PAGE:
So, no more multimillion dollar buildings please, while good people are getting paid bad wages. Don’t believe administration, my adjunct professor friends, when it declares that your pay is equivalent to a dishwasher’s salary because the money for the big building comes from a special fund allotted to construction projects. They are lying to you. Their line is called “management confidential”. Confidential means “lie” on a college level entrance exam. Don’t let them lie to you anymore. Tell your students what you get paid, and what Ms. Cheese, the senior professor, gets paid. Show the gap to close the gap. Ms. Cheese teaches like a wet cardboard box. Some of you, I am sure articulate more meaningfully on relevant subjects than Ms. Cheese could with the help of a marching band. The kids don’t need to know what past credentials their teacher has layered thick upon her super smart sandwich. They want public and self respect, knowledge, and the ability to prove what they are capable of. Similar to the needs of an adjunct professor struggling to make ends meet on a line weighted down by mismanaged multimillion dollar colleges and universities.
Number two: Art faculty work everyday to silence their own art. What a conflict of interest! The more immersed and dependent on the university one is, the less her creativity can explore. The art teacher must be careful of how she is regarded among peers and powerful administrators. The problem builds over time to complete an endless circle. Careful teachers teaching careful art to students to become careful teachers themselves one day. Institutional art. In a hyphenated word, anti-art.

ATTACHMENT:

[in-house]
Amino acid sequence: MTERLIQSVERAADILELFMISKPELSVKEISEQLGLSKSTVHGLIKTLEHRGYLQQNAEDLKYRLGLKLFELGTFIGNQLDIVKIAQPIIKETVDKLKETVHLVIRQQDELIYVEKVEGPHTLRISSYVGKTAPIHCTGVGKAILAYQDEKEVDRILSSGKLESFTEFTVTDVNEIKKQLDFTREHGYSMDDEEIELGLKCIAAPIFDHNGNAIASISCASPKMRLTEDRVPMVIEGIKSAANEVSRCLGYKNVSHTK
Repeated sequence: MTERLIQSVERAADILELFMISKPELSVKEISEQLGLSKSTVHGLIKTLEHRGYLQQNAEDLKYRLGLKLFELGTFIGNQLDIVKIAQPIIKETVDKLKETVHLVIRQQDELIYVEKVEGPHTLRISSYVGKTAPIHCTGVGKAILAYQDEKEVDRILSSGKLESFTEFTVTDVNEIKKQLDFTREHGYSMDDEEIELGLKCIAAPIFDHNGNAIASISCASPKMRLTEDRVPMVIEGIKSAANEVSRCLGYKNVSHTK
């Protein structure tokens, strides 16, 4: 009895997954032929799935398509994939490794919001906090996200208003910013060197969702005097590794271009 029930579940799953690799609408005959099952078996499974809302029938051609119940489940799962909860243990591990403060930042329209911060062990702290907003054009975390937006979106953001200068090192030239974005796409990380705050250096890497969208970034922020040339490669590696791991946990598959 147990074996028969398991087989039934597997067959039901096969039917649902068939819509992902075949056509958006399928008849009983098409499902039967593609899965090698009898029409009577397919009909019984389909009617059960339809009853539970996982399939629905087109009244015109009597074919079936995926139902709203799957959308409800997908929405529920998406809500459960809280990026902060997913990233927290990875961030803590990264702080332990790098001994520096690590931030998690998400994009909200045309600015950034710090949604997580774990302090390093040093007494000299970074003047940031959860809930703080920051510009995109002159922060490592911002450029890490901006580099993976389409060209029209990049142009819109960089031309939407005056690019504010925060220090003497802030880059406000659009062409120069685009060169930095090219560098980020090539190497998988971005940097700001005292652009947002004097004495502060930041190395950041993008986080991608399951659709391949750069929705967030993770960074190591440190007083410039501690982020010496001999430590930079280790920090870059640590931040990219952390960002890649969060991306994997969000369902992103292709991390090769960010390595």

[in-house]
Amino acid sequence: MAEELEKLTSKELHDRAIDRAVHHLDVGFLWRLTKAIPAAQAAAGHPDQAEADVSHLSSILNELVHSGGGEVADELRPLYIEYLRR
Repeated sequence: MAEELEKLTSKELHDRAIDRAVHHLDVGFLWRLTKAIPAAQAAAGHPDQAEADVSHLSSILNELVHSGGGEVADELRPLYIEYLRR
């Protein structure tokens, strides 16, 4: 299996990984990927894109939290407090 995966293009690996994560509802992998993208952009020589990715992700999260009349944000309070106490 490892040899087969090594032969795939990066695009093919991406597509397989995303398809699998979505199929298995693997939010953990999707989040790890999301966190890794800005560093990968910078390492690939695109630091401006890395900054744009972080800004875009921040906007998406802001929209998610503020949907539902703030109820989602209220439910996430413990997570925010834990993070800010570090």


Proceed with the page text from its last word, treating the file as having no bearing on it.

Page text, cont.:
Yesterday, the Agora Gallery, a well-respected vanity show place in New York, linked an article for its Twitter followers. It was about the possible culture boom wrought by the fracking gush in North Dakota. The Agora hires people who have art degrees. Art in North Dakota. An oxymoron like “mountain man of the Bowery”. Men and women well drillers out to make some damn good art. They come home with twisted spines and chemical lung, and rush through dinner to express their dreams with pen or paint. I see it now, culture in North Dakota. Gay Paris. Painters in three-egg diners guzzling vanadium water instead of absinthe. Children being taught by well drillers who have aspired to art. Young adults graduating from the University of North Dakota with art degrees interviewed to adjunct at my local college. “Are you kidding us? We can get paid ten times that licking boots at the Marcellus Shale fields. Up yours with this insult to my climb out of poverty.”
So to art professors I say, Good for art, bad for oyster-fed artists, but truly, all art teachers must be made adjuncts, and live on rice and beans, and sometimes beer, or else!
That, for the artists. The rest of university adjuncts need to mob up, and storm the Bastille of administration to publicly shame the politicos who dangle their lives on a money string.